Divorce is typically wrought with extreme emotional and financial turbulence.
In particular, the histories that bound couples, families, friends and home life are disrupted. Standards of living are often changed, not just for spouses, but for the children as well. What once appeared to be a clear financial path to the future is now a rocky road.
Here are five steps to help give you an orderly way of approaching divorce.
Step 1: Before you get too emotional to think and act rationally, remember what brought the two of you together in marriage. Commit to work with your spouse towards an amicable settlement that reflects your family’s goals and needs throughout the divorce process.
Step 2: Read up on the different ways to get divorced, including the Collaborative Divorce model. If the latter makes sense to you, compile a list of attorneys to meet with and see who best matches your own needs. In a Collaborative Divorce, each spouse has a separate attorney to facilitate the open exchange of ideas and solutions between them, instead of between the attorneys and a judge in a court of law. When spouses have good communication, and emotional issues are facilitated by a divorce coach, the couple is more likely to develop mutually beneficial solutions. A Collaborative Divorce, instead of the more time-consuming and money-consuming divorce litigation process, can protect your financial and emotional assets – and those of your children.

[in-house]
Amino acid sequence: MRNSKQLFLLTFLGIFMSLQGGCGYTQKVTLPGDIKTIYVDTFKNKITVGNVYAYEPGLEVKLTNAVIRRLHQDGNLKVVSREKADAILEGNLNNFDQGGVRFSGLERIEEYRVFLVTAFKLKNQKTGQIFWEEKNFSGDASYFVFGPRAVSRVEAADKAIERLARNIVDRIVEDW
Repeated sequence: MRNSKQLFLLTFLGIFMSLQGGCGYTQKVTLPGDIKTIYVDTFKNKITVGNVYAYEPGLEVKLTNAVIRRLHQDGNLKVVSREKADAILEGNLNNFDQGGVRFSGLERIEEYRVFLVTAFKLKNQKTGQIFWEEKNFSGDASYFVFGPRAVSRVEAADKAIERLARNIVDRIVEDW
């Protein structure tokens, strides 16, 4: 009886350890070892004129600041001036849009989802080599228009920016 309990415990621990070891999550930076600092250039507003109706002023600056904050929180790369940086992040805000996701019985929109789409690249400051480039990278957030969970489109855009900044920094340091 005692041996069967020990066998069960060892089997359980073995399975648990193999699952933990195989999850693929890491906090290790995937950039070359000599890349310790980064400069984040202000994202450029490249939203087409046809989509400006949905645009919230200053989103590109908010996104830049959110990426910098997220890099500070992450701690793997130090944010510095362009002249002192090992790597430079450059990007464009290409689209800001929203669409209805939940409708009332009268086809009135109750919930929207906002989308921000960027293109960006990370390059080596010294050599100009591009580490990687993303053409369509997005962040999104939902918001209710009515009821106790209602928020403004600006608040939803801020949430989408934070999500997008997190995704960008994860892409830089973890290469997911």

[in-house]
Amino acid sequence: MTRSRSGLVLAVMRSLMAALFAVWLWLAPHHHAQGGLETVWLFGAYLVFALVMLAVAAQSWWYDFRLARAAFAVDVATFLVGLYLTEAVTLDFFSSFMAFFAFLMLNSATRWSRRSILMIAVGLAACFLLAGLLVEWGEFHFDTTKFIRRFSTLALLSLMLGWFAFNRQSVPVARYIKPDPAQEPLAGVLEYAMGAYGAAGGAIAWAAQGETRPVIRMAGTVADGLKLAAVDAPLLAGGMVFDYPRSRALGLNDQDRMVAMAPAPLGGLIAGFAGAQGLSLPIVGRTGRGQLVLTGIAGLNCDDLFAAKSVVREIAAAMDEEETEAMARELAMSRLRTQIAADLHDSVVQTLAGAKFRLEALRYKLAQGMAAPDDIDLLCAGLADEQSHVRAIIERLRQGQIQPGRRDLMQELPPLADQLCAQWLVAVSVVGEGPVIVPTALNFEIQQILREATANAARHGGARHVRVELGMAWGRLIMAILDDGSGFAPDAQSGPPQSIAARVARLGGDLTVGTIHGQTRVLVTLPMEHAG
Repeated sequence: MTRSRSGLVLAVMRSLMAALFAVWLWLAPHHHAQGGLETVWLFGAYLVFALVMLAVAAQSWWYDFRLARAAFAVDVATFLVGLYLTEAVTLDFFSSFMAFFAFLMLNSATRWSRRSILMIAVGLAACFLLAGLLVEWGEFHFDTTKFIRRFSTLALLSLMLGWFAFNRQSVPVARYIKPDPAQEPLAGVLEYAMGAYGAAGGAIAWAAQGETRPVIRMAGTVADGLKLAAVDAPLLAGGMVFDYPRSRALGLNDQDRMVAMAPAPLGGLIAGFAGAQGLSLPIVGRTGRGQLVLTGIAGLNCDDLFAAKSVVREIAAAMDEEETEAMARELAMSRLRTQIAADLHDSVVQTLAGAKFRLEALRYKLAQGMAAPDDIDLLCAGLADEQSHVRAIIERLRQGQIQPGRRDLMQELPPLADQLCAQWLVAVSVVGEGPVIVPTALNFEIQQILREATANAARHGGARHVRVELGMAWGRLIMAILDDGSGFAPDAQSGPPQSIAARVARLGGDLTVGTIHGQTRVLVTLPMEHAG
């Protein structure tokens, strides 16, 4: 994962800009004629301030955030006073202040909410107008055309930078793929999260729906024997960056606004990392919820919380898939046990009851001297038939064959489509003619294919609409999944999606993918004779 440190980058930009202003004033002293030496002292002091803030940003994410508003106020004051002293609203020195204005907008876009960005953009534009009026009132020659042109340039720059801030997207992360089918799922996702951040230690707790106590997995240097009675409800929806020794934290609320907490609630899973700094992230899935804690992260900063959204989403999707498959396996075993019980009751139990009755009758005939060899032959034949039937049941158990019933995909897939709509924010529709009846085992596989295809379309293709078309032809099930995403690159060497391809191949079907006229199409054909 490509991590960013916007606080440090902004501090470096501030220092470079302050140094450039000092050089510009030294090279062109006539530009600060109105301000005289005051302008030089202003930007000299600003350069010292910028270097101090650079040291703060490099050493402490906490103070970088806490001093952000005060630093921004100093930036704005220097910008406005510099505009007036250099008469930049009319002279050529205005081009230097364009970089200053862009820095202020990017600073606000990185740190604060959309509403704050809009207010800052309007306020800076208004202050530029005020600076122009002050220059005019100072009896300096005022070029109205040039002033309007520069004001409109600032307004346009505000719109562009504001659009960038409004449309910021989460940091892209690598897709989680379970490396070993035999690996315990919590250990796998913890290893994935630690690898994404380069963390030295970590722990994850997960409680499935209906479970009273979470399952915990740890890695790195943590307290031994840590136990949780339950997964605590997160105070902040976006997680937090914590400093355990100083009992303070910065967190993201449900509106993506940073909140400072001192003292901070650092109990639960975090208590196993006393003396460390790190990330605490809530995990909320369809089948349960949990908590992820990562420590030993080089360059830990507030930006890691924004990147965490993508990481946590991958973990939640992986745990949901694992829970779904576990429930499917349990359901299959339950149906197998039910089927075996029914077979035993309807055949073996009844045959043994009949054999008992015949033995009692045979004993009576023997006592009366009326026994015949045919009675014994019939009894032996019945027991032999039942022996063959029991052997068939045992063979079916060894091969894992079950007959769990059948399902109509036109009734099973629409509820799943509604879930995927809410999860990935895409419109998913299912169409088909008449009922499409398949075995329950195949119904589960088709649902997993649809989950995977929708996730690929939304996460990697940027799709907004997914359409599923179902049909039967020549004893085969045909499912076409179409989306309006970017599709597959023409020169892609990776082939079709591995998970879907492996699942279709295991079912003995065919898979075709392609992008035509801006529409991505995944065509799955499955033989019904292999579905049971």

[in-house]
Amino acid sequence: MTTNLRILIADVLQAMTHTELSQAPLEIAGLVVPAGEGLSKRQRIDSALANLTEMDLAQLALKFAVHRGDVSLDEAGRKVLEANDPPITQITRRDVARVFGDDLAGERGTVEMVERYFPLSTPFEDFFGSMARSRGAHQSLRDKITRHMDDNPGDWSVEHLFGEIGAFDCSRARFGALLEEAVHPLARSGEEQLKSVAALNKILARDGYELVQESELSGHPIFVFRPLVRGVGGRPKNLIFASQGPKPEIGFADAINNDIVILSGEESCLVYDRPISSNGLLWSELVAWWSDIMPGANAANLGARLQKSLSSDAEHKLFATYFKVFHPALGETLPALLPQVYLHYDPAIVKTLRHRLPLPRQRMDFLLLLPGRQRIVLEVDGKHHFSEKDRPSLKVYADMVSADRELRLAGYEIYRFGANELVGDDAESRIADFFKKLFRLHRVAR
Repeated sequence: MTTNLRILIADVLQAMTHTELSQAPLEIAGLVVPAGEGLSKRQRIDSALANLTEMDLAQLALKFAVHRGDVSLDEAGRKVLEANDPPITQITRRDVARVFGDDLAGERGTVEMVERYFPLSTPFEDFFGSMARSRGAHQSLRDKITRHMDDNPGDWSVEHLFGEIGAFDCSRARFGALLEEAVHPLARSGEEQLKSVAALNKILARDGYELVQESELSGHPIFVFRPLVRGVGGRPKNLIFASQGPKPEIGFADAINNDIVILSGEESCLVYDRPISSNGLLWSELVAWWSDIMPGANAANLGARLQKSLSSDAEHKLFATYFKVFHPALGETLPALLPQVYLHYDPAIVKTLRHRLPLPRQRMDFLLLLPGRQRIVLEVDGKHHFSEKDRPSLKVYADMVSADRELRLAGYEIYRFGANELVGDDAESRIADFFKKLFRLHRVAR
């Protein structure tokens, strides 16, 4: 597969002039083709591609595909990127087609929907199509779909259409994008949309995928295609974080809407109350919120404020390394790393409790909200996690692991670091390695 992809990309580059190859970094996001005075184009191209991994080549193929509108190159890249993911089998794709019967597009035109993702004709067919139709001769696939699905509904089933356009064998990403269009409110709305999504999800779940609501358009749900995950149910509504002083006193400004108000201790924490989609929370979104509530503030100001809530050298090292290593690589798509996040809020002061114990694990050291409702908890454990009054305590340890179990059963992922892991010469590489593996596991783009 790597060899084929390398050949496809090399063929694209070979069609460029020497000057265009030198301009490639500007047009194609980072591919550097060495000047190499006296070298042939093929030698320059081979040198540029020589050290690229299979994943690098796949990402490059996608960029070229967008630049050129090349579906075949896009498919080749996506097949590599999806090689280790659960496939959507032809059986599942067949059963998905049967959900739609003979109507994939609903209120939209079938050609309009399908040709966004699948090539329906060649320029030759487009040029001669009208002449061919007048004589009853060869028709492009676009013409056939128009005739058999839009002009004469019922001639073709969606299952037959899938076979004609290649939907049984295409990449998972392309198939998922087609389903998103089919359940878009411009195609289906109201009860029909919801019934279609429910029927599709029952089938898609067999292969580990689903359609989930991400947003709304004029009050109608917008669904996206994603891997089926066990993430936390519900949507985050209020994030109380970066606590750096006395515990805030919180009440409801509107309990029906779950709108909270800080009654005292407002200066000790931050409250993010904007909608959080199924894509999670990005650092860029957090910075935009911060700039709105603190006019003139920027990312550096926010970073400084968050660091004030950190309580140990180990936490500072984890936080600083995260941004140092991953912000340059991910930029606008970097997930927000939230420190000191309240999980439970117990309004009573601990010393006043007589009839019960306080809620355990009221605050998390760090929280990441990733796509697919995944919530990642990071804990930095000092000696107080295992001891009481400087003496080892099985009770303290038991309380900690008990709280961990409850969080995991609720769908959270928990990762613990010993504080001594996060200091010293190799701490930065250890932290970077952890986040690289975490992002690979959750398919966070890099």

Step 3: Gather together copies of all financial statements (bank records, investments, etc.), including separate and joint account statements. Include business returns as well. This will help you and your spouse stay ‘financially neutral’ when meeting with a financial neutral/Certified Divorce Financial Analyst.
Step 4: Discuss with your spouse how to handle joint funds for home maintenance, auto repairs, and immediate medical and dental needs – and how these expenses should be paid. You want to ensure communication is open so the Collaborative Divorce process can be effective, and not question the misuse of funds.
Step 5: Review with your spouse your current budget as a family unit and discuss what changes need to be made going forward as two families. Two households cost more to run. If funds are limited, you may need to make lifestyle changes when divorced. You will need to prepare a post-divorce budget for each of you. The Certified Divorce Financial Analyst can assist you with this endeavor.
As divorces go, the best divorce is one that preserves the respect of the children and each other while working under a settlement that the parties have developed together with the help of their attorneys and financial-neutral advisors.
Filed in: Finances and the Financial Neutral